Lastly, make unetbootin executable. (If one installs the .deb package, this may be done for you, I haven't tried it.)
chmod 755 unetbootin-linux-293

(293 is the latest version at time of writing. Your version may be have a different number at the end.)

Install FreeDOS on the USB stick

The USB partition must be mounted for unetbootin to use it. In Ubuntu, running Gnome, it should automatically mount if you unplug it and plug it back into the machine. In Fedora, (where I don't run Gnome) this may work in Gnome, but doesn't in Fluxbox, my window manager. If the drive isn't mounted, then do so.
sudo mount /dev/sdb1 /mnt

Now run unetbootin. Assuming you've saved it to your Desktop directory, at a command prompt (again, I'm using the 293 version, if your version has a different number, use that)
cd Desktop

The macles page has a good screenshot of what you want to do. From the dropdown menu at the top, click the radio button for Distribution and choose FreeDOS. (The second box, reading 1.0 should be automatically selected for you.)

At the bottom, assuming you've formatted the USB drive as per the instructions in the Fedora article, it should show as in the macles screen shot, with Type being as USB Drive and Drive reading /dev/sdb1. Click OK and unetbootin will install FreeDOS to the USB.

Get the latest BIOS and unzip it to the USB drive.

The macles site usually has a link to the latest BIOS. (Aspire One users all owe a tremendous debt to macles for his articles and other work, such as making the BIOS available, posting extremely useful links on the forums, etc.) At time of writing, the link is here.

Download the zip file for the latest version. In this case, we'll assume that you're using Fedora and /dev/sdb1 is mounted on /mnt. We'll use the latest version at time of writing, ZG5_3305.zip and assume that you've saved it in your home directory. If using Linpus Lite, this would be /home/user, but in this case, we'll assume there is a user named john. Substitute /home/john with the location of the zip file
cd /mnt
sudo unzip /home/john/ZG5_3305.zip

Once unzipped, you find a directory, probably called BIOS-3305. It may have a slightly different name, depending upon the version that you downloaded and the download site. (Different sites seem to have packed it slightly differently.)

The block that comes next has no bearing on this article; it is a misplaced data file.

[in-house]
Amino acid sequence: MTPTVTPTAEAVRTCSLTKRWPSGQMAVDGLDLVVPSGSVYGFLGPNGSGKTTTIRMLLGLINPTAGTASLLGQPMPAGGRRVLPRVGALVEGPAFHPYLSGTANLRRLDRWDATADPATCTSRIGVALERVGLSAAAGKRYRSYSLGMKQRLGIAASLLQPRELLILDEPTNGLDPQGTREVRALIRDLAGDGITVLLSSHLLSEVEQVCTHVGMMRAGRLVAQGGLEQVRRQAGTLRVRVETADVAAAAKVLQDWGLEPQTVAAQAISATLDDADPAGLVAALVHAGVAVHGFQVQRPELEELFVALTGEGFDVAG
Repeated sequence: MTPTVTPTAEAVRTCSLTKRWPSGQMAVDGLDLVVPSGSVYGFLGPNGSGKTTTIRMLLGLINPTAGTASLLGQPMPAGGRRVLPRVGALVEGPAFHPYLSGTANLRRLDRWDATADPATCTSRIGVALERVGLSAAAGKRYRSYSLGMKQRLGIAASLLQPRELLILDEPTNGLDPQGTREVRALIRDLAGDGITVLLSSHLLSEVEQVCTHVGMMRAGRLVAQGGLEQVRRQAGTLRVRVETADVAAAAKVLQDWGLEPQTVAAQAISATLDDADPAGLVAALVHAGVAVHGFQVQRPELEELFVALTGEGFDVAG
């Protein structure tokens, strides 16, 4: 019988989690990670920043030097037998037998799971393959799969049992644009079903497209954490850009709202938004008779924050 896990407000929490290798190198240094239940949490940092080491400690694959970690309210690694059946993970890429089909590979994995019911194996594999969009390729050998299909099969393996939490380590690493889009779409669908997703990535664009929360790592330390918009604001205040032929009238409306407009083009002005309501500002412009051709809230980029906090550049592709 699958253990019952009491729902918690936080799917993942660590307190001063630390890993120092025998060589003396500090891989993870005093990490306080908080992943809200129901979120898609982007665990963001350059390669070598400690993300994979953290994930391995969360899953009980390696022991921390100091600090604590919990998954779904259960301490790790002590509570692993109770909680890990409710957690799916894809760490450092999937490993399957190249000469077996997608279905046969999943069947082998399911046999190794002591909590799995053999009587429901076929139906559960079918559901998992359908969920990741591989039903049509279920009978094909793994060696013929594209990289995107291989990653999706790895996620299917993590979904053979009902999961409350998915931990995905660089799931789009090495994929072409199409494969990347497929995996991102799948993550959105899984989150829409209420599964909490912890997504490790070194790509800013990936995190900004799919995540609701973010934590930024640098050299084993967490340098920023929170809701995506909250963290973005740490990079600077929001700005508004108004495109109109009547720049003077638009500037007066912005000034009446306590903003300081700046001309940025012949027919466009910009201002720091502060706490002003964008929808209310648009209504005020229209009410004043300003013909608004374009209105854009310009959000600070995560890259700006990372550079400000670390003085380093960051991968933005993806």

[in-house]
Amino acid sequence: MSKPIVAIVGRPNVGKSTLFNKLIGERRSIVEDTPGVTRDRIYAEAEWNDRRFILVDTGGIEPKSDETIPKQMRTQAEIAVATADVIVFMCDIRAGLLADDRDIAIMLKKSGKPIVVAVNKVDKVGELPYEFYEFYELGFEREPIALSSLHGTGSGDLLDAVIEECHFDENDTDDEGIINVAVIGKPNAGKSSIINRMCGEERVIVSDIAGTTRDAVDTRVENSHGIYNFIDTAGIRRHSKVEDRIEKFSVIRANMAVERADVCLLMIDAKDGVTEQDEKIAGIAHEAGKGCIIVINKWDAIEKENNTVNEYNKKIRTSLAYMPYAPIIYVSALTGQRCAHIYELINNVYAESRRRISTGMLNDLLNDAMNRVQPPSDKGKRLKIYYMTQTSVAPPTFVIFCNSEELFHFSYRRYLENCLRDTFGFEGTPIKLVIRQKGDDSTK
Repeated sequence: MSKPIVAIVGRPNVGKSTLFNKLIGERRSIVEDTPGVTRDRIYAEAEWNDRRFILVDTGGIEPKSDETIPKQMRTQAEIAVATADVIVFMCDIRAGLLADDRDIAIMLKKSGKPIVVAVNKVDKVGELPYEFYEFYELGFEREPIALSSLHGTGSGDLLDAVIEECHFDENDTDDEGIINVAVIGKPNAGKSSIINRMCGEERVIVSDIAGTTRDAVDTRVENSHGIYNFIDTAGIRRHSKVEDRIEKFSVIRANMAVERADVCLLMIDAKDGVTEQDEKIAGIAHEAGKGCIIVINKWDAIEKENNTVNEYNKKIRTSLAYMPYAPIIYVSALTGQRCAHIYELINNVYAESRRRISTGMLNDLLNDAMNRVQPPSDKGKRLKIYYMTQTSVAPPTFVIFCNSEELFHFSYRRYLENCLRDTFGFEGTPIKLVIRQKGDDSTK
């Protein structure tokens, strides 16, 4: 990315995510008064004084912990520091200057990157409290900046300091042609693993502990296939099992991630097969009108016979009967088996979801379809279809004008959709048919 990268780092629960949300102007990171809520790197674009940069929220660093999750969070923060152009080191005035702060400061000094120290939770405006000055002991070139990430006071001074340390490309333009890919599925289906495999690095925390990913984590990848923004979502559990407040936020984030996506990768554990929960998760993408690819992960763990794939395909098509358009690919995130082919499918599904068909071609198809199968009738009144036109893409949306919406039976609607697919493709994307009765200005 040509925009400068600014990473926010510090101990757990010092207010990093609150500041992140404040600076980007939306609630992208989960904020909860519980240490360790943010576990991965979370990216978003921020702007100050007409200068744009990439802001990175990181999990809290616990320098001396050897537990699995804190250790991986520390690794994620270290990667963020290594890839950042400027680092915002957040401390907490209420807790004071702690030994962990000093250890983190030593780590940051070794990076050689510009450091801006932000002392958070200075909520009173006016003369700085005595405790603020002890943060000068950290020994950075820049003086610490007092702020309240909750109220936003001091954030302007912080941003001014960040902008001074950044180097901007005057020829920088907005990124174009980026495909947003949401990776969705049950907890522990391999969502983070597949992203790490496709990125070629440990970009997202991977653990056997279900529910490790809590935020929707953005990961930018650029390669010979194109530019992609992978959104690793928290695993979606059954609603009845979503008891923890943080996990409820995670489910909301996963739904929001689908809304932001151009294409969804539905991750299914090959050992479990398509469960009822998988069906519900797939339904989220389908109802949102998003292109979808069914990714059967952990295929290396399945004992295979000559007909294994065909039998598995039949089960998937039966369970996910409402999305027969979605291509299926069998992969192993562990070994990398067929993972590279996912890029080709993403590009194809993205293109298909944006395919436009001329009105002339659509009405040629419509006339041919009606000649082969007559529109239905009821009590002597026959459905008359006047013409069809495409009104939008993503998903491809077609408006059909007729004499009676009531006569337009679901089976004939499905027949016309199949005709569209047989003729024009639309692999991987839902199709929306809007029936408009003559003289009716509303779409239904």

At present, the latest BIOS version is 3309. Many people, including myself, have found that this particular BIOS version seems to have a negative effect on wireless networking, with the card frequently losing connection. As of early March, 2009, my advice is to use the 3305 BIOS.

It is possible that the files will be in the BIOS-3305 directory, or there may be another subdirectory, possibly called 3305, that contains them. Once you find them (it's not hard) :), follow the next steps.

As per macles' instructions, rename the ZG5_3305.fd file (or whatever file has the .fd suffix--this will change with BIOS version) to ZG5IA32.FD.
mv ZG5_3305.fd ZG5IA32.FD

If your browser's font doesn't make it clear, that is an upper case letter "i" after the 5 and before the A, not the numeral one.

Run the ls command (by just typing ls) to make sure you renamed it correctly. It might show up as lower case, i.e., zg5ia32.fd, this is fine and seems to be a peculiarity of FreeDOS.

Copy both the renamed file and FLASHIT.EXE to the root directory of your USB drive. In other words, copy them out of whatever directory and/or subdirectory that they're in.
cp <path_to_directory>/FLASHIT.EXE /mnt
cp <path_to_directory>/ZG5IA32.fd/mnt

For example, in the file that I am looking at as I write this, those two files are in /mnt/BIOS-3305/3305. So, my command in this case would be, assuming I was in the BIOS-3305/3305 directory (where I went to rename the .fd file)
cp ZG5IA32.fd /mnt

Now, your /dev/sdb1 should have those two files in there as well as in any directories or subdirectories created when you unzipped the file. Do a quick check with ls /mnt to make sure they are there. You should see them as well as some other files that were created when you installed FreeDOS.

Flash the BIOS

The macles article, linked at the beginning of this page, covers this pretty thoroughly. I'll do a quick repeat here.

Turn off the Aspire One.
Make sure that both battery and AC power cord are connected. Insert the USB stick that you prepared.
Press Fn+Esc and press the power button to turn the machine on. Release Fn+Esc after a few seconds. The power light should be blinking.
Press the power button once and the machine will initiate the BIOS flash. DO NOT INTERRUPT THIS.
After a little while, the button should stop blinking. The machine should reboot itself shortly.

If it doesn't reboot, then wait at least 5 minutes to be sure that it isn't still flashing the BIOS. If it doesn't work, try again, making sure that you've followed the procedure correctly.

For the majority of people, judging from the forums, this solves the black screen of death.

Once again, many, many thanks to macles. I reiterate that all mistakes, however, are my own.